Marley Herrera (Jan. 10): Just a teenager, Marley Herrera is a Mammoth High School student who knows what it’s like to face a life-or-death moment. When the story first ran early last year, Marley needed a new heart, and was in Cathedral City with her mother, Clair, waiting to be placed on a heart donor list. Marley, who’d had a first heart transplant at one month old, had begun to reject that heart and by May 2008, it was clear that another transplant was necessary. She received a new heart on May 20 and is doing fine.
Terrence Mahon (March 21): Run into Mahon on the street or in the grocery store and you’ll think of him as an affable, unassuming guy. He’s not tall and hardly imposing. Upon talking to him, however, you find out why he’s coached some of the best running talent in the world. Mahon, guest speaker for the March 9 edition of Snowcreek Athletic Club’s lecture series, wasn’t there to talk to a roomful of marathon hopefuls or wannabes, but perhaps that’s the whole point of the lectures. Most of us will never run at the level of a Meb Keflezighi or Deena Kastor, but he was a wellspring of ideas on how to improve everything from cycling to golf by integrating some professional training concepts into our own workouts.
John Wentworth (March 21): The Sierra Business Council honored several Sierra Nevada business leaders who “strive to achieve excellence in projects and approaches that foster vitality, environmental quality, economic prosperity and social fairness” at its 2008 Vision 2020 Awards ceremony on March 19 in the state capitol’s Grand Ballroom. Among the honorees: Mammoth local Wentworth, for his work as Executive Director of Mammoth Lakes Trails and Public Access.
Marianne O’Connor and Robin Morning (March 28): These two worked tirelessly for more than a year to bring the International Ski History Congress to Mammoth. The four-day meeting, March 29-April 3, featured discussion and setting policies on a wide range of economic, educational and historical topics about skiing, and included presenters from countries such as Sweden, Spain, Norway, Austria, Germany, Switzerland, France, Finland, Poland, Canada, Great Britain, France and the good old U.S.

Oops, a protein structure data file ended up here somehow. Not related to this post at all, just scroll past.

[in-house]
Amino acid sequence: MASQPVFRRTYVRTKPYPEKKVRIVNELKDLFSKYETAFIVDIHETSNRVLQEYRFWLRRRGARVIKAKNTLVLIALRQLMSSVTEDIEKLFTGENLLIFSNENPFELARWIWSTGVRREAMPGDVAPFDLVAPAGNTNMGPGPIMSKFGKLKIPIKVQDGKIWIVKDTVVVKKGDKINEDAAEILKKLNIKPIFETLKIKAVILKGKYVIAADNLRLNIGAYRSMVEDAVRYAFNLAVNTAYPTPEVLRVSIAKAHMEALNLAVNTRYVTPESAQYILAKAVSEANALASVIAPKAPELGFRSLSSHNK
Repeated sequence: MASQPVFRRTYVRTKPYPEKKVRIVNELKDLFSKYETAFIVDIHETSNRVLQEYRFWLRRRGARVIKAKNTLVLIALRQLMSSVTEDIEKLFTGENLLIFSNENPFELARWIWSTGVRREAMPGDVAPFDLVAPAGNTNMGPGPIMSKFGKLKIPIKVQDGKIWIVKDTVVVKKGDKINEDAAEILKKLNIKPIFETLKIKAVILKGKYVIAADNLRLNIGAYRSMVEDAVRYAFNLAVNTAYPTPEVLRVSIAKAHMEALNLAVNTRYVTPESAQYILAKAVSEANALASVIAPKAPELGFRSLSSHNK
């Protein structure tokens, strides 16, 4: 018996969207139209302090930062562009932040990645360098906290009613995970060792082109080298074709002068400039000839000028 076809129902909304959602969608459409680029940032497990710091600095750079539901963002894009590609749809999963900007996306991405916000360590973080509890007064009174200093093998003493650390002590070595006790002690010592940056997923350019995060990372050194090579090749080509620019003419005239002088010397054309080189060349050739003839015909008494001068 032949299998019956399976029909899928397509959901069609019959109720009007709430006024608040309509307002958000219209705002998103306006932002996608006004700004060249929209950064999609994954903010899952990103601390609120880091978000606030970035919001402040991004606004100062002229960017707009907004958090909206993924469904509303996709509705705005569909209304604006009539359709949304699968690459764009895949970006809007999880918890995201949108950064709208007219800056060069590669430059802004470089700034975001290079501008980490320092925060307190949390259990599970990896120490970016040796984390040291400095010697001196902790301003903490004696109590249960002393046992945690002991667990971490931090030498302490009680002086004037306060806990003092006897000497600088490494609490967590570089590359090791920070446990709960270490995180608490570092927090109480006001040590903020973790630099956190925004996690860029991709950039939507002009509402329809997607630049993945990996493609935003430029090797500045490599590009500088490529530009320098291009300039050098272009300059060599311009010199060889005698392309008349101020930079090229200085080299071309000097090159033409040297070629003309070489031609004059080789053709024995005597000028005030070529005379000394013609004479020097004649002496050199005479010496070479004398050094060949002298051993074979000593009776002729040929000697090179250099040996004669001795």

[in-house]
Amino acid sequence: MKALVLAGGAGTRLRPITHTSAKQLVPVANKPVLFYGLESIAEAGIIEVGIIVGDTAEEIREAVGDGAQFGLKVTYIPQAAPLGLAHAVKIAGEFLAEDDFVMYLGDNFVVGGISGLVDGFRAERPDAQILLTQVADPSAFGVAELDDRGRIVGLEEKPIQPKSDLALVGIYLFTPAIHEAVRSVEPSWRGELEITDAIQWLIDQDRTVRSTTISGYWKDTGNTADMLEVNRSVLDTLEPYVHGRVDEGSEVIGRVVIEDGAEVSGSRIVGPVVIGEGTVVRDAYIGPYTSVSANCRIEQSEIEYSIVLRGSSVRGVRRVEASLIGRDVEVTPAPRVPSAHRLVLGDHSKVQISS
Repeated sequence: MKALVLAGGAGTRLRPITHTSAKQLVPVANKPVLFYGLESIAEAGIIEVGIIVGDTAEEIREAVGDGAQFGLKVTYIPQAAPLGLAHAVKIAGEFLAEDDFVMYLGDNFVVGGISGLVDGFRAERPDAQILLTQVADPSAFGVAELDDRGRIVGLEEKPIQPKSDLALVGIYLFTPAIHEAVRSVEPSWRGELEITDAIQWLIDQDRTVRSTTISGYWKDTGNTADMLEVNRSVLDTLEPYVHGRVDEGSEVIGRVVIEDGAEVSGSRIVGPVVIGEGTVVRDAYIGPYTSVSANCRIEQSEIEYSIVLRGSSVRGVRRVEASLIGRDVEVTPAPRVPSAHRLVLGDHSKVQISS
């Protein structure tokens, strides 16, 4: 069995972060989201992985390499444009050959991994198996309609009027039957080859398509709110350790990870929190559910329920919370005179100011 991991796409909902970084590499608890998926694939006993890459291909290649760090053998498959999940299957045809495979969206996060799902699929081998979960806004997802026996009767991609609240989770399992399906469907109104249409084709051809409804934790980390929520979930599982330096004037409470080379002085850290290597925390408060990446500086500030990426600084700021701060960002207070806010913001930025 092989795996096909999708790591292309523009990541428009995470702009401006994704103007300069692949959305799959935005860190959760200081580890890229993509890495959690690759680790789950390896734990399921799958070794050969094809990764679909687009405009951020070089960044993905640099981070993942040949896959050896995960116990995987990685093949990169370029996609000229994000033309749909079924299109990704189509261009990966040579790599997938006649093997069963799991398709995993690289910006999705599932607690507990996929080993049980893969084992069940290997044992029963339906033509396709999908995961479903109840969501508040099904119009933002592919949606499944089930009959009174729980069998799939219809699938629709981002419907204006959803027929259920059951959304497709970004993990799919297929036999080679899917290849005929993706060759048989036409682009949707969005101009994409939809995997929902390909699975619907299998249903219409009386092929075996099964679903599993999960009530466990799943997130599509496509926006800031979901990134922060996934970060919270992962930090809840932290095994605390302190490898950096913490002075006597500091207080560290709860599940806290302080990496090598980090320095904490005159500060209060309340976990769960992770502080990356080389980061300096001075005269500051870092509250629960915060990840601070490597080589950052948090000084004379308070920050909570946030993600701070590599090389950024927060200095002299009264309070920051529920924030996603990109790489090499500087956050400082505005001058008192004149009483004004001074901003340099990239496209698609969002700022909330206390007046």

Dennis Domaille (May 3): Domaille, owner of the Whoa Nellie Deli and Mobil Mart in Lee Vining, survived being almost scorched to death in a propane tank explosion on July 9, 2008. After a long road back, Domaille gave back to the community that generously lent support and donated so much blood while he was in the hospital and during his recovery. Domaille was a part of the Mammoth Community Blood Drive May 12-14, giving away free fish taco dinners to those who ponied up a pint or two.
Kirk Stapp (May 23): Many readers know Kirk Stapp as a 22-year Mammoth Lakes Town Councilmember, or as a longtime teacher in the Mammoth schools. He has a reputation as a bit of a white-collar brawler, having fought hard as a staunch teacher’s union representative. And as it turns out, Stapp was also a bit of blue-collar brawler, having fought and been wounded in Vietnam. Most people don’t know Stapp did a stint in the military, nor do they know much about what’s really going on in modern-day Iraq, or about the pressure from within the educational system to ignore what’s going on in Iraq. Stapp addresses all these elements in an ambitious and well-conceived first novel, “Teaching Iraq,” which was published earlier this year.
Mary Canada (June 6): The well-known local threw security to the wind and by summer had left for Kenya on a 27-month stint as a volunteer in the Peace Corps. Canada said she began thinking about the Peace Corps in late 2007 when she read a story in the New York Times which reported that the Peace Corps was looking for older volunteers. Of course, “older” isn’t a term Canada prefers. “How about wiser and more stable?” she said with that trademark twinkle in her eye. Canada will serve as a public health care worker in Kenya, educating the populace about such subjects as birth control and HIV prevention. She will initially be stationed in a town of about 35,000 before being transferred to a smaller community.